Photo Credit: Jewish Press

In their book Words Can Change Your Brain, Drs. Andrew Newberg and Mark Robert Waldman describe research they conducted on the harmful impact negative words have on our brains.

They used an fMRI scanner to record the brain activity of research participants while the participants were being exposed to negative words like “No!” Stress-producing hormones and neurotransmitters were released by the amygdale – a small part of the brain – interrupting regular brain activities that assist with logical thinking and effective communication.


Even a single negative word or phrase, when focused on for extended periods of time, can damage key brain structures that regulate memory and emotion. Verbalizing the negativity causes even more stress chemicals to be released, in both the speaker and the listener. Words and speech can change the structures in our brains, changing how we perceive and relate to ourselves and the world.

Rabbi Tzadok HaKohen of Lublin points out that the three haftorot read during the three weeks preceding Tisha B’Av each begin with related, but different words. The first week begins with “Divrei,” the second with “Shimu,” and the last with “Chazon.”

These three words correspond to dibburshemiyah, and re’iya – speech, hearing, and seeing. The message and task of the first week is recognizing the importance of speech and improving how we utilize it in our daily lives.

Famously, Onkelos translates “nefesh chaya” – which the Torah says G-d blew into man’s nostrils – as “ruach memamela,” a speaking spirit. Speech defines and distinguishes humans from other creatures. The Maharal explains that speech acts as the synthesis of our body and soul. That’s why, Rabbi Akiva Tatz writes, our voice generates in the neck, at the junction of the head, representing the soul, and the rest of the body.

The centrality of speech to our spiritual lives is alluded to in Parshat Pinchas and the surrounding parshiyot. In Parshat Balak, we read about Bilaam’s attempt to curse the Jewish people with words. While that particular endeavor fails, he tries to lead the Jews to the licentious actions described at the end of Parshat Balak, which in turn leads to Pinchas’s act of zealotry, the aftermath of which is presented in this week’s parshah.

As a punishment for his actions, we are told that Bilaam was killed “be’charev” – with a sword. Rashi comments that Bilaam originally came to provoke Bnei Yisrael using our specialty, speech. Bnei Yisrael worship G-d through prayer and Bilaam tried to use the power of negative speech – a curse – to destroy them. As a consequence, Bilaam is killed by Bnei Yisrael, not with their usual weapon of speech, but with the sword.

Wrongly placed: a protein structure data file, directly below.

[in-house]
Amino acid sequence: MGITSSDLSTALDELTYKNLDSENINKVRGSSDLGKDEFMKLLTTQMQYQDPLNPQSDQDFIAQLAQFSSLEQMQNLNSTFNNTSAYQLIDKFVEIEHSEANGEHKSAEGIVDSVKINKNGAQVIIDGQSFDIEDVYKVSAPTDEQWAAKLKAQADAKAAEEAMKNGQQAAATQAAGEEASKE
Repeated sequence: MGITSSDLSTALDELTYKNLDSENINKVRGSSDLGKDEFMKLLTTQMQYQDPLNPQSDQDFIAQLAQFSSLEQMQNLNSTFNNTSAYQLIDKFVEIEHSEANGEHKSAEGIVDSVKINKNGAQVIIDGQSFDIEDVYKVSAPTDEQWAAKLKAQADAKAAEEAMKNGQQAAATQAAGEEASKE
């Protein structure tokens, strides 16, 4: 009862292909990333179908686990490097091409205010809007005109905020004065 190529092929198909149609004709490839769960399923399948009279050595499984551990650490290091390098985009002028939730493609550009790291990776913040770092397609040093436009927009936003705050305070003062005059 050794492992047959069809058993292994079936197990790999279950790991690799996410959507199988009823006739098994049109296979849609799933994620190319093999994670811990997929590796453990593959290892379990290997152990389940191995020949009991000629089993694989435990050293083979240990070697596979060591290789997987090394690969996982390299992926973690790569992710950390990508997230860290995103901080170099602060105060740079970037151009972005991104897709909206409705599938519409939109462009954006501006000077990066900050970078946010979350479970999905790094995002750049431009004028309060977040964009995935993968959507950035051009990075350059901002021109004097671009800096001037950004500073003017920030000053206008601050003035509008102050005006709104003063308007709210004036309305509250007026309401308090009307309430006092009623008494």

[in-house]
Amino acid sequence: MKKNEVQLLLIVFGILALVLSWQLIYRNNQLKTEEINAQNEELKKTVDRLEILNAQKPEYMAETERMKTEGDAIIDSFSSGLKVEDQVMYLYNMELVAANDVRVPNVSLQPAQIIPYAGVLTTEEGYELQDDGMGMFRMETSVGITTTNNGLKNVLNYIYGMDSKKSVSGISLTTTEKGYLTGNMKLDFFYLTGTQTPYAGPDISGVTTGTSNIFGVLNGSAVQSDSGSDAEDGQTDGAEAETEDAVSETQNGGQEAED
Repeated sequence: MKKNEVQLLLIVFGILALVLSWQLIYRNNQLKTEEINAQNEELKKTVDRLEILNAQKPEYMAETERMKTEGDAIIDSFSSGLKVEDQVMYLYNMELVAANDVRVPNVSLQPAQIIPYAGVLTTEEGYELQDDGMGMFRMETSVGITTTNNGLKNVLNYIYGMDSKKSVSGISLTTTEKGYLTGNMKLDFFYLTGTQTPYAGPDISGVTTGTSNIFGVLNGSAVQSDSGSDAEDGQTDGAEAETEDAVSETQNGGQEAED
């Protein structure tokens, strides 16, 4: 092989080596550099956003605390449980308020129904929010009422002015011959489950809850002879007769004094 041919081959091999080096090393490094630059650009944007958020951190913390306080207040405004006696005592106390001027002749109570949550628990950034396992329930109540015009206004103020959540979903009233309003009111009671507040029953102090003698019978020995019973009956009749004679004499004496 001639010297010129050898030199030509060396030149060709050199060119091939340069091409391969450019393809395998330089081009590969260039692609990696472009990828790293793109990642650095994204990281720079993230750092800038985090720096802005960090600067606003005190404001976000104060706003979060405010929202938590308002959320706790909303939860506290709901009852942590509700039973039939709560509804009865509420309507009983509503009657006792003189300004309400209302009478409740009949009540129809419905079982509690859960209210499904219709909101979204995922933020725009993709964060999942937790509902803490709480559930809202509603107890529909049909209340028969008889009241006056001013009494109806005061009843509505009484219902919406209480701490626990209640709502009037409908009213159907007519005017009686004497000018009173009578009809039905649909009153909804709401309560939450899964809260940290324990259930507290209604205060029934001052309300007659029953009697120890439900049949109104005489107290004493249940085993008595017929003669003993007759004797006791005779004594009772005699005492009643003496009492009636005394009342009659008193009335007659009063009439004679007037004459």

Toward the end of Parshat Pinchas, we are presented with details of various sacrifices to be brought in the Mishkan. One important function of the sacrifices was providing atonement for sins. In a fascinating passage, the Talmud presents a dialogue between Avraham and G-d, where Avraham is concerned with what would happen if the Jewish people sin.

G-d reassures him that they will not be destroyed like the generation of the flood because they have sacrifices to provide atonement. Avraham retorts, “That is well and good when they have a Temple to bring the sacrifices, but what about afterwards?” G-d answers that learning and reciting the passages related to the sacrifices will provide the requisite atonement.

While our words have the power to change our brains, their significance doesn’t stop there. Our recitation of Torah provides atonement. Our prayers make us the Jewish people. Our speech defines us as human beings.

As we approach the first of the three weeks, let us work on improving our speech and utilizing our words for meaningful purposes.


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Rabbi Dr. Mordechai Schiffman is an assistant professor at Yeshiva University’s Azrieli Graduate School of Jewish Education, the assistant rabbi at Kingsway Jewish Center, and a licensed psychologist practicing in Brooklyn. He can be reached at and on social media @psychedfortorah.